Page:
Jesus tells his followers, “If any want to become my followers, let them deny themselves and take up their cross and follow me. For those who want to save their life will lose it, and those who lose their life for my sake will find it.”
The idea that advancing God’s plans in the world might occasionally involve facing mortal danger – like Jesus, like Moses – is hardly a reassuring thought.
I think we can all recognize that circumstances and causes arise where someone might be willing to risk much.
Maybe we can name, within ourselves, the people or purposes for which we’d put ourselves, lives or livelihood, on the line.
The fact that some things are important enough to die for is one of Jesus’ core teachings – as well as the fact that such a death may accomplish more than we can imagine.
But facing or risking death, or even harm or imprisonment, as a routine aspect of Christian life? Hmmm.
Father John reminded us last week of a quotation from C. S. Lewis: If you want a religion to make you really comfortable, I certainly don’t recommend Christianity.
So. If we pray to God about a need or problem, occasionally we may hear God’s response: Good point. Why don’t you do something about that?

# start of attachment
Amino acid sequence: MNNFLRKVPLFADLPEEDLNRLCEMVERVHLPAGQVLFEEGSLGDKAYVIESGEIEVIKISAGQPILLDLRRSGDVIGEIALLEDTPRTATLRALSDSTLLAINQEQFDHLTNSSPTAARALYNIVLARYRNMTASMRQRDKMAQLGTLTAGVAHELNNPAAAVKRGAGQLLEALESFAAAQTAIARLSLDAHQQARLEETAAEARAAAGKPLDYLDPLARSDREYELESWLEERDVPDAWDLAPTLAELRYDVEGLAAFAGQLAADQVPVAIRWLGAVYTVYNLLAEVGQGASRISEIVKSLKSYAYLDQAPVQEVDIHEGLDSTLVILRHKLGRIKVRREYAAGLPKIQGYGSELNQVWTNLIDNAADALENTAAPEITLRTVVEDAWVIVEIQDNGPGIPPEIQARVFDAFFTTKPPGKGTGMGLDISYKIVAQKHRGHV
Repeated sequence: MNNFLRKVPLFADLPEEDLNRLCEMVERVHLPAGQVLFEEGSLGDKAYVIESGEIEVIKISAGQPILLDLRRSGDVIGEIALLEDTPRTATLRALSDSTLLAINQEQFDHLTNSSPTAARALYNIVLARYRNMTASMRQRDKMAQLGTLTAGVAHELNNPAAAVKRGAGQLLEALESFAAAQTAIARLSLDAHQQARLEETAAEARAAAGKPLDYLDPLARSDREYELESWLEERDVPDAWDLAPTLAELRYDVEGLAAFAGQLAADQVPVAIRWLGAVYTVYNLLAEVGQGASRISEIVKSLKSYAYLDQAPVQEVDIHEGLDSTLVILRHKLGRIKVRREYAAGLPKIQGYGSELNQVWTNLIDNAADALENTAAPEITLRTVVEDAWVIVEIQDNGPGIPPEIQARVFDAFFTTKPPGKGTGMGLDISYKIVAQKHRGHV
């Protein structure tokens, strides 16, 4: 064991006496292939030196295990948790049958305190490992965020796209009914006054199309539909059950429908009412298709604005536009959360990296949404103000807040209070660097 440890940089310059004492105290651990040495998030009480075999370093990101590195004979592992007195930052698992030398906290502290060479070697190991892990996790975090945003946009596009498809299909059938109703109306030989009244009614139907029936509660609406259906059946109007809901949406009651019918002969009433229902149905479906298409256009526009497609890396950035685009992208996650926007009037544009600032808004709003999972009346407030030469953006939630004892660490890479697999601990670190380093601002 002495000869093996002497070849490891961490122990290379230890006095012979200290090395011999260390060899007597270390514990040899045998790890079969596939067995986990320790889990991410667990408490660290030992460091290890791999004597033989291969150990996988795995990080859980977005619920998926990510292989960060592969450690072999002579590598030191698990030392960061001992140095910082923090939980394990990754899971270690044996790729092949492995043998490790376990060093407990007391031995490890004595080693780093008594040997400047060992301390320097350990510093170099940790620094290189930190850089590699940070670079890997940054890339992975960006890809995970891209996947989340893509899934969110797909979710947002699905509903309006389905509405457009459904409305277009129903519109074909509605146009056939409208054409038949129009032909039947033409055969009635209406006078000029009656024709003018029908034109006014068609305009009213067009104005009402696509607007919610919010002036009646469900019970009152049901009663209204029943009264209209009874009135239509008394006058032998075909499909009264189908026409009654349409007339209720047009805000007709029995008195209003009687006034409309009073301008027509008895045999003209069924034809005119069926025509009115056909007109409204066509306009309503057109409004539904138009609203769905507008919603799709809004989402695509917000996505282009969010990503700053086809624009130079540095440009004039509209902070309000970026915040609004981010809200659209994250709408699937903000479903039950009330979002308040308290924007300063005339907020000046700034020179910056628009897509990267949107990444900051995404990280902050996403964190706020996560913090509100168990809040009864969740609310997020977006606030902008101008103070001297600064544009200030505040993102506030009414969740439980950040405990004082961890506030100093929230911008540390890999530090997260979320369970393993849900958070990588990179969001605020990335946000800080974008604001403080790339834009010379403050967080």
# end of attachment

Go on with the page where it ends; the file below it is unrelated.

And sometimes what we are asked, invited, called to do may be costly or risky.
But maybe our passage from Paul’s letter to the church in Rome brings in a little bit of comfort or reassurance. Because we’re not supposed to do any of this on our own.
Even Moses gets help with his bold mission from his brother and sister, Aaron and Miriam.
This passage is a continuation of our text from last week. This is what being transformed by God’s work in your heart and life, instead of conforming to the ways of the world, looks like, to the apostle Paul, the author of this letter.
Hate what’s evil, hold onto what’s good.
Take good, loving care of one another.
Show each other respect.
Be patient when things are hard; persevere in prayer.
Look to the needs of those who have little, and don’t look down on anybody. Welcome strangers warmly.
Rejoice with those who rejoice; weep with those who weep.
Try to live in harmony with each other, and so far as it depends on you, live peaceably with all.
This bit about being kind to your enemies, because when you do that you’re heaping burning coals on their heads? – Paul is quoting the Book of Proverbs here, a book of the Old Testament that is in part just a collection of proverbs, variously wise, witty, or questionable sayings from the time before Jesus.
The proverb casts generosity towards an enemy as a win/win situation: it’s holy in the eyes of God AND it will really annoy your enemy! Proverbs can a little sardonic like that.
I think I see why Paul quotes it here but honestly it undermines his overall message a bit! I’m not sure being kind to your enemy because it will annoy them counts as overcoming evil with good. But… maybe?